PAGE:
Funding information:
  • NCI NIH HHS - R01 CA104926(United States)

Olig2-Lineage Astrocytes: A Distinct Subtype of Astrocytes That Differs from GFAP Astrocytes.

  • Tatsumi K
  • Front Neuroanat
  • 2018 Mar 3

Literature context:


Astrocytes are the most abundant glia cell type in the central nervous system (CNS), and are known to constitute heterogeneous populations that differ in their morphology, gene expression and function. Although glial fibrillary acidic protein (GFAP) is the cardinal cytological marker of CNS astrocytes, GFAP-negative astrocytes can easily be found in the adult CNS. Astrocytes are also allocated to spatially distinct regional domains during development. This regional heterogeneity suggests that they help to coordinate post-natal neural circuit formation and thereby to regulate eventual neuronal activity. Here, during lineage-tracing studies of cells expressing Olig2 using Olig2CreER; Rosa-CAG-LSL-eNpHR3.0-EYFP transgenic mice, we found Olig2-lineage mature astrocytes in the adult forebrain. Long-term administration of tamoxifen resulted in sufficient recombinant induction, and Olig2-lineage cells were found to be preferentially clustered in some adult brain nuclei. We then made distribution map of Olig2-lineage astrocytes in the adult mouse brain, and further compared the map with the distribution of GFAP-positive astrocytes visualized in GFAPCre; Rosa-CAG-LSL-eNpHR3.0-EYFP mice. Brain regions rich in Olig2-lineage astrocytes (e.g., basal forebrain, thalamic nuclei, and deep cerebellar nuclei) tended to lack GFAP-positive astrocytes, and vice versa. Even within a single brain nucleus, Olig2-lineage astrocytes and GFAP astrocytes frequently occupied mutually exclusive territories. These findings strongly suggest that there is a subpopulation of astrocytes (Olig2-lineage astrocytes) in the adult brain, and that it differs from GFAP-positive astrocytes in its distribution pattern and perhaps also in its function. Interestingly, the brain nuclei rich in Olig2-lineage astrocytes strongly expressed GABA-transporter 3 in astrocytes and vesicular GABA transporter in neurons, suggesting that Olig2-lineage astrocytes are involved in inhibitory neuronal transmission.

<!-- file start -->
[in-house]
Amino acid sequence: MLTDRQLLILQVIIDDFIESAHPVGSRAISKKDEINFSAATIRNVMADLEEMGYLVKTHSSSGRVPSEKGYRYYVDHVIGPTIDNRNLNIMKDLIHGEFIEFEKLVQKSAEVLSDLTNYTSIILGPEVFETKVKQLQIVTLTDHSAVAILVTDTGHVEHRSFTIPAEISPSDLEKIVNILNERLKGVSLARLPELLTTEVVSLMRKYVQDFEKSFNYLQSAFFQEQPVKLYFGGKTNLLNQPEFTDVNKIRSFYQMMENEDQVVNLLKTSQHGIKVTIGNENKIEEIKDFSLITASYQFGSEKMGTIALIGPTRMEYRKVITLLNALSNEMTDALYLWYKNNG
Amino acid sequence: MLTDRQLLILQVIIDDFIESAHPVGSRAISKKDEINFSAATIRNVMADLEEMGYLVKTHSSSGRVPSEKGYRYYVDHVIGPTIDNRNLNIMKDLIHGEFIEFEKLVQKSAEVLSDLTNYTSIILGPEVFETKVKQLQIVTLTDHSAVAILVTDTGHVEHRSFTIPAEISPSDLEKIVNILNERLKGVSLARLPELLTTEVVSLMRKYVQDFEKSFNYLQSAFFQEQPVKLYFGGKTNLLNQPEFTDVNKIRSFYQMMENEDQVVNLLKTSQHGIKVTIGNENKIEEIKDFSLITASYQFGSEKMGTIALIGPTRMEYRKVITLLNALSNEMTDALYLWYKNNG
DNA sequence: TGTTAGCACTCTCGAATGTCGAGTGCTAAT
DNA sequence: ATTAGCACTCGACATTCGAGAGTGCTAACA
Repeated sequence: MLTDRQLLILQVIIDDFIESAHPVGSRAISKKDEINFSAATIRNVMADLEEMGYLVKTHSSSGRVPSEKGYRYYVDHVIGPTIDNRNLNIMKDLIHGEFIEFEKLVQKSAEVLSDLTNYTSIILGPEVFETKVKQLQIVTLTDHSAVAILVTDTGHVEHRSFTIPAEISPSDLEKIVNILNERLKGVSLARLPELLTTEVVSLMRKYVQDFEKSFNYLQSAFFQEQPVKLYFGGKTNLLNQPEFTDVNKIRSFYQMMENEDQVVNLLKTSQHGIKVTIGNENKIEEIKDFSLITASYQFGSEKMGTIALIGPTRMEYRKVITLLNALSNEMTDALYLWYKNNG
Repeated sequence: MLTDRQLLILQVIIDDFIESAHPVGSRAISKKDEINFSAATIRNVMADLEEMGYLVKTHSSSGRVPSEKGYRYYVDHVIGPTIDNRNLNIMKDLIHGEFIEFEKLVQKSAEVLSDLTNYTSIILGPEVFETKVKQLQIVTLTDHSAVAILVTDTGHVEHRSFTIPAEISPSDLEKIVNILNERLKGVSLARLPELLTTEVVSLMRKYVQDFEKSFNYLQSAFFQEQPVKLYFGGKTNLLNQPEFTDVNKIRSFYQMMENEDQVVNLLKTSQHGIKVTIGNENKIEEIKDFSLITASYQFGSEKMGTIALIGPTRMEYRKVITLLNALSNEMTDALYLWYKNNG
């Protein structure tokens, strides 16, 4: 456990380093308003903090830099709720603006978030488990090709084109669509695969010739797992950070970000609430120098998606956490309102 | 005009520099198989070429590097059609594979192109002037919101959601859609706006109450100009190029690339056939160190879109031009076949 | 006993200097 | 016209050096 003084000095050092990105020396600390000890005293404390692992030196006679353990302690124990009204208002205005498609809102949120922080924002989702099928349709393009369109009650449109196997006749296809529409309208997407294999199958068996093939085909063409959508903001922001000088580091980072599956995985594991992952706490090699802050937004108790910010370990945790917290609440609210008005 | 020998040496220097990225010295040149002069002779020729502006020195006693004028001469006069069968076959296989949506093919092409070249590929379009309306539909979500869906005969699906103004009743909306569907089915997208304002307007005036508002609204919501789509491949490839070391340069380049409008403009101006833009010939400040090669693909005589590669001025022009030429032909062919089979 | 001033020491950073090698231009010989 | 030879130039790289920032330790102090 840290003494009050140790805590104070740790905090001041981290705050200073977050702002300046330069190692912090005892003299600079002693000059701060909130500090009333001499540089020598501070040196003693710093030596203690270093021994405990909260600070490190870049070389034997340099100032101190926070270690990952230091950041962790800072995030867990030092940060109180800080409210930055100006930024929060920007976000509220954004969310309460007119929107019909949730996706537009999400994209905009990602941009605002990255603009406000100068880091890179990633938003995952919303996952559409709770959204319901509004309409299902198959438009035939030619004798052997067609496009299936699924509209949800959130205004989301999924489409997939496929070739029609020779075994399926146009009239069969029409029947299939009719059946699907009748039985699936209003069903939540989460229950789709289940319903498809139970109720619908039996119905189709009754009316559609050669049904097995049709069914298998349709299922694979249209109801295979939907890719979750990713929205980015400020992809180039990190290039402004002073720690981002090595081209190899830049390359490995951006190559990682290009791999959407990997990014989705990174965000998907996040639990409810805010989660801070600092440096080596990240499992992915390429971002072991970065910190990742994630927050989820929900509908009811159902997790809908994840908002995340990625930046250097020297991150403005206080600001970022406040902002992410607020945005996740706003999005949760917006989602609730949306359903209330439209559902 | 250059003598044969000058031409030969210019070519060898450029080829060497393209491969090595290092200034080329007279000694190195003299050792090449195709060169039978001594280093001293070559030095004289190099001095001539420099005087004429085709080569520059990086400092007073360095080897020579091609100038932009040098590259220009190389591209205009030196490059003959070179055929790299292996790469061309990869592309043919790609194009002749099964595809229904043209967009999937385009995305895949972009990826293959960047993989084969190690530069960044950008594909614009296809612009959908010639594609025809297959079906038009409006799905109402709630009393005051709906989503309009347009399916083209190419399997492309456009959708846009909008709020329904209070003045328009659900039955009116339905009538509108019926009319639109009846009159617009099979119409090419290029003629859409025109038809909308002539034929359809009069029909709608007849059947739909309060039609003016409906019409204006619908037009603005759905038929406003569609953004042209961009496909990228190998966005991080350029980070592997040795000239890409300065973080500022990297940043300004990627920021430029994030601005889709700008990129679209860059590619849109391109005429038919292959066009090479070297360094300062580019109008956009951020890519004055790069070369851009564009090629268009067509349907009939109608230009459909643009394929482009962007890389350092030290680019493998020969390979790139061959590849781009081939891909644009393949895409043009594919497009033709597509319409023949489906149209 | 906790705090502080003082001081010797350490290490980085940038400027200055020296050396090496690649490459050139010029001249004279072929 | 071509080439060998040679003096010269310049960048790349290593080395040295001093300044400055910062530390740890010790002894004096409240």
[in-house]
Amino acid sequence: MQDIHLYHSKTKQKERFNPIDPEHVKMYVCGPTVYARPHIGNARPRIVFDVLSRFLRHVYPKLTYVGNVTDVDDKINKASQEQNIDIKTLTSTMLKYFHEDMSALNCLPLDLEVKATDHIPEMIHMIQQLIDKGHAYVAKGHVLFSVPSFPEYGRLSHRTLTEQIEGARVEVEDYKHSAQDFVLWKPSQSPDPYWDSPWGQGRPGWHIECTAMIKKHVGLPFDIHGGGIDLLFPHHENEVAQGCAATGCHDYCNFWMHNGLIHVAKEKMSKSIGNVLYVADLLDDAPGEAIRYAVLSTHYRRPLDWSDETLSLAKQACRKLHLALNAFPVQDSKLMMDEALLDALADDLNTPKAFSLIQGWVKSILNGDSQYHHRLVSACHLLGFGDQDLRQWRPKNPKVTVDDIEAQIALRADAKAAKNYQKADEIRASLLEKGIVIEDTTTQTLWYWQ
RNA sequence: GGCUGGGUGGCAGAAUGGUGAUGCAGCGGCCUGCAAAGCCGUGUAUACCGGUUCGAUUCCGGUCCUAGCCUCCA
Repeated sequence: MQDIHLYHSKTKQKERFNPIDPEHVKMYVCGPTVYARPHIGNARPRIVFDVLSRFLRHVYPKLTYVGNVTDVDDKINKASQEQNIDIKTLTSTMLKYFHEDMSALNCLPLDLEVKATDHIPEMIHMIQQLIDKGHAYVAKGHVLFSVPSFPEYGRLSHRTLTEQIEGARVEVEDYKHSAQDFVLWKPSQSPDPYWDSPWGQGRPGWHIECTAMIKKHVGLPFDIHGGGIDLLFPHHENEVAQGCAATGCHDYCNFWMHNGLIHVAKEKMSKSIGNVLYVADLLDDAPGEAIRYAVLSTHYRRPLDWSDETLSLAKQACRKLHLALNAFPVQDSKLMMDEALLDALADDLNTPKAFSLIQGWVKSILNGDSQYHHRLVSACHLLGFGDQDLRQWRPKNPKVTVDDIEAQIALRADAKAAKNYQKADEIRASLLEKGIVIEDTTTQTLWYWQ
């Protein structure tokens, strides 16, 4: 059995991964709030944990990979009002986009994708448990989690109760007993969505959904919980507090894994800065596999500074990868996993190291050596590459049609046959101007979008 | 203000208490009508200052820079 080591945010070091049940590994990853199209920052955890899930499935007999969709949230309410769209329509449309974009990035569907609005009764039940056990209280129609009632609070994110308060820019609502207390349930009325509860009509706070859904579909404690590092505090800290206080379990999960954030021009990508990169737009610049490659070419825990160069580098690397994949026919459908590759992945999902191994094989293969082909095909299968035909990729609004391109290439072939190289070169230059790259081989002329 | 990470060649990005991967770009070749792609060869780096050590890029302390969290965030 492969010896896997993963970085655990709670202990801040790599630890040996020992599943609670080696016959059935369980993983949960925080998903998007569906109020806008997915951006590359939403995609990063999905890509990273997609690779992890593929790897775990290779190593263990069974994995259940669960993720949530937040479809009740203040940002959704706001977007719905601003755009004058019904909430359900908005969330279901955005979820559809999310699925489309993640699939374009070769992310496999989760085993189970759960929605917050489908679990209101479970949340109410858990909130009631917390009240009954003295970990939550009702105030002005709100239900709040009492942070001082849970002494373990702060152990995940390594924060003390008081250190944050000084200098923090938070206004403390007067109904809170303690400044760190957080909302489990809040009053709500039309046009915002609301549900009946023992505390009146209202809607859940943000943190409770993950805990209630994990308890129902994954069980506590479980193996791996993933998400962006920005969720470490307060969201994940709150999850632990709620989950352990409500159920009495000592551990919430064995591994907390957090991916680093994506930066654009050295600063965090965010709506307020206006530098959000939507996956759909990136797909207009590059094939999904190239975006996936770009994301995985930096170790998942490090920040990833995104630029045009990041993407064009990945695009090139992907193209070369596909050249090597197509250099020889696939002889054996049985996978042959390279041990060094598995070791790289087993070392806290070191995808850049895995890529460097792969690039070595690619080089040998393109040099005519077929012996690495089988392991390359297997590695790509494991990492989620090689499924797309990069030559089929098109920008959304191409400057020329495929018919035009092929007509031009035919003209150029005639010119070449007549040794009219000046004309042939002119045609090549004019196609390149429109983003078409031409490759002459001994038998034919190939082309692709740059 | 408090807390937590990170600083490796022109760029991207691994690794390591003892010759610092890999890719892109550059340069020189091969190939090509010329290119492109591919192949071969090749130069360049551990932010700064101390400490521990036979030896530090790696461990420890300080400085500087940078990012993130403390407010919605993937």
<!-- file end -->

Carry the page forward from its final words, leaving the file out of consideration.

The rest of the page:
Funding information:
  • NIGMS NIH HHS - P20 GM104416(United States)

Neural Circuit-Specialized Astrocytes: Transcriptomic, Proteomic, Morphological, and Functional Evidence.

  • Chai H
  • Neuron
  • 2017 Aug 2

Literature context:


Astrocytes are ubiquitous in the brain and are widely held to be largely identical. However, this view has not been fully tested, and the possibility that astrocytes are neural circuit specialized remains largely unexplored. Here, we used multiple integrated approaches, including RNA sequencing (RNA-seq), mass spectrometry, electrophysiology, immunohistochemistry, serial block-face-scanning electron microscopy, morphological reconstructions, pharmacogenetics, and diffusible dye, calcium, and glutamate imaging, to directly compare adult striatal and hippocampal astrocytes under identical conditions. We found significant differences in electrophysiological properties, Ca2+ signaling, morphology, and astrocyte-synapse proximity between striatal and hippocampal astrocytes. Unbiased evaluation of actively translated RNA and proteomic data confirmed significant astrocyte diversity between hippocampal and striatal circuits. We thus report core astrocyte properties, reveal evidence for specialized astrocytes within neural circuits, and provide new, integrated database resources and approaches to explore astrocyte diversity and function throughout the adult brain. VIDEO ABSTRACT.